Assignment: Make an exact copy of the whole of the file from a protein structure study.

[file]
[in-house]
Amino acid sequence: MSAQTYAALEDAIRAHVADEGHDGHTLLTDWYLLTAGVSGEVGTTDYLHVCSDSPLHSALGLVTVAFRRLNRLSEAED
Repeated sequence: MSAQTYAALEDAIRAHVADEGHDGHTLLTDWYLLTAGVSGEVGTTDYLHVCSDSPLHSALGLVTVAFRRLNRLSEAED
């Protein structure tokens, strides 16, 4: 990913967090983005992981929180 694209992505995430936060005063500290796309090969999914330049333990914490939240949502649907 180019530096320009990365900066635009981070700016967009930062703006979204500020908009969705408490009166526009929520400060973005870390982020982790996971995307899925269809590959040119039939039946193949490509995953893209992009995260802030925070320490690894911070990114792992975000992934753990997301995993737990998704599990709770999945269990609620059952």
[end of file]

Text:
[in-house]
Amino acid sequence: MSAQTYAALEDAIRAHVADEGHDGHTLLTDWYLLTAGVSGEVGTTDYLHVCSDSPLHSALGLVTVAFRRLNRLSEAED
Repeated sequence: MSAQTYAALEDAIRAHVADEGHDGHTLLTDWYLLTAGVSGEVGTTDYLHVCSDSPLHSALGLVTVAFRRLNRLSEAED
């Protein structure tokens, strides 16, 4: 990913967090983005992981929180 694209992505995430936060005063500290796309090969999914330049333990914490939240949502649907 180019530096320009990365900066635009981070700016967009930062703006979204500020908009969705408490009166526009929520400060973005870390982020982790996971995307899925269809590959040119039939039946193949490509995953893209992009995260802030925070320490690894911070990114792992975000992934753990997301995993737990998704599990709770999945269990609620059952």